I am quick to say that I enjoy camping, but I think when you get right down to it I enjoy the idea of camping more than, you know, actually camping.

That’s why, when we had the first bonfire of summer a few days ago and set up a little tent in the backyard for my daughter to play in, I suddenly realized that camping in the backyard is basically the best idea ever. For all of you die-hard camping enthusiasts scoffing at the hubris of this self-proclaimed city girl, I present to you this evidence in favor of backyard camping.

1. Bathrooms

I’m just going to throw out my strongest reason right off the bat because seriously, can anyone argue with this? BATHROOMS. With doors that shut and toilets that flush! Soap and warm running water to wash your hands and absolutely zero bugs or burying toilet paper or wiping with leaves (do people do that? I feel like hard-core campers scoff at toilet paper, too). When you set up camp in your backyard your own personal loo is mere steps away, and that is something I can get behind 100%.

2. Can’t beat the commute

It always seemed sort of asinine to drive three or four hours to reach an unspoiled forested mecca, only to find a traffic jam at the campground or a hiking trail clogged with other weekend warriors. By skipping the drive and embracing the (albeit smaller-scale) wilderness in your backyard, you’ll be saving gas, reducing carbon emissions, and in some cases you might actually feel more of that fantastic “peace and quiet” than you would at a campground with frat boys on one side and early-morning yoga chanters on the other.

Backyard Campout
Image courtesy of Evan Long.

3. Late-night s’mores runs

Or beer runs. Or anything-you-forgot runs. When you go camping, if your supplies don’t make it into the car or into your backpack, you’re out of luck. In your backyard, however, if you find that demand for s’mores has widely outstripped supply, or someone was a little too enthusiastic with their sun worshipping, you can simply nip inside for more marshmallows, or to raid the medicine cabinet for the aloe. Presto!

4. Wildlife

Chipmunks, the odd deer, a chorus of birds that wake you up with their song in the morning — these things I truly love and appreciate. But who among us hasn’t spent a sleepless night in a cold tent, terrified and trying to figure out if that scratching sound is tree branches or a bear’s exploratory claws? Or hearing wolves howl in the distance and feeling your blood run cold? Wild animals are majestic, beautiful, and absolutely terrifying. Sometimes, camping can be better when the only wildlife you have to worry about is the neighbour’s shih tzu and perhaps the odd curious raccoon.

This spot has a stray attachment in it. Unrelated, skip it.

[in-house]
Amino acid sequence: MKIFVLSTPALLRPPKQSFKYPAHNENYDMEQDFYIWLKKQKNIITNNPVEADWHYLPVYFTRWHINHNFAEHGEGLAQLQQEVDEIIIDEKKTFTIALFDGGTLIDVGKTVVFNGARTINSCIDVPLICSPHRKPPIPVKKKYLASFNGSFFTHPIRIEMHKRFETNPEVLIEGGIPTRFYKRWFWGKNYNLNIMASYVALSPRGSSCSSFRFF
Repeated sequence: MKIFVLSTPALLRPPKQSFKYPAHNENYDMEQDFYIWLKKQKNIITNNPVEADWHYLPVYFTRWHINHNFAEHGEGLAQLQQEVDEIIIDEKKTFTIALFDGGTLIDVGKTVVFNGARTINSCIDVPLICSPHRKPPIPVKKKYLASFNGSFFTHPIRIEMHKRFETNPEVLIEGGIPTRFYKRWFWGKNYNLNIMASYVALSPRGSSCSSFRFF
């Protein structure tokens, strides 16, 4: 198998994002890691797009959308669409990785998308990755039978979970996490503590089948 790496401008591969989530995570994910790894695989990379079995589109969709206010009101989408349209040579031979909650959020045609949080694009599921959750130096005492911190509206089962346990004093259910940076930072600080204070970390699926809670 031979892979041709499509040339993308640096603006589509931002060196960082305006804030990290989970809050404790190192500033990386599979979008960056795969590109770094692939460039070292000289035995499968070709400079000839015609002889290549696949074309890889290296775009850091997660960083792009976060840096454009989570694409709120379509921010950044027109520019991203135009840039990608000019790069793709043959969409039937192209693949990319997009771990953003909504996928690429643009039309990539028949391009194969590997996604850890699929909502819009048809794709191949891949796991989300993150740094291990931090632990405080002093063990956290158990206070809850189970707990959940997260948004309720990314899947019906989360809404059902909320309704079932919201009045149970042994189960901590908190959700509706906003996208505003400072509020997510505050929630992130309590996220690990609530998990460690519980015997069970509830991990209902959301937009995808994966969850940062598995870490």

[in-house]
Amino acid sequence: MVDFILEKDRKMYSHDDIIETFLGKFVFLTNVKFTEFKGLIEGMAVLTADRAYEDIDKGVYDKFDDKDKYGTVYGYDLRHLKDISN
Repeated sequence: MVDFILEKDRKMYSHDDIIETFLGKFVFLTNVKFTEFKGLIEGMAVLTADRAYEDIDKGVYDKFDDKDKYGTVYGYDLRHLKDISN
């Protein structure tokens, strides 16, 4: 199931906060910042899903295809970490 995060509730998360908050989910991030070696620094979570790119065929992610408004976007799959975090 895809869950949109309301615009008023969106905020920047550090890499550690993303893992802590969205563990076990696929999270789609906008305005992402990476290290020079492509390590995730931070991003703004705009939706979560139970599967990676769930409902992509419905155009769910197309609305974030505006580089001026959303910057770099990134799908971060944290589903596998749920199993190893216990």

5. Beauty in the everyday

I read an article the other day about awe, and how it’s increasingly missing from our lives. The author spoke about the need to witness awe-inspiring sights like the Grand Canyon, the ocean, or a mountain range up close. When I think about it though, I think it’s just as important to let yourself be awed by the everyday. The stars struggling to peek through city lights. How quiet your neighborhood is when everyone’s retreated indoors for the night. Sleeping outside with the faint scent of lilacs drifting through the mesh of the tent window. If you can find a way to find awe in the every day, and share that with your children too, I think you’ll do just fine.

No forest required.

Feature image courtesy of Brian

By Madeleine Somerville

Madeleine Somerville is the author of All You Need Is Less: An Eco-Friendly Guide to Guilt-Free Green Living and Stress-Free Simplicity. She is a writer, wannabe hippie and lover of soft cheeses. She lives in Edmonton, Canada, with her daughter. You can also find Madeleine at her blog, Sweet Madeleine.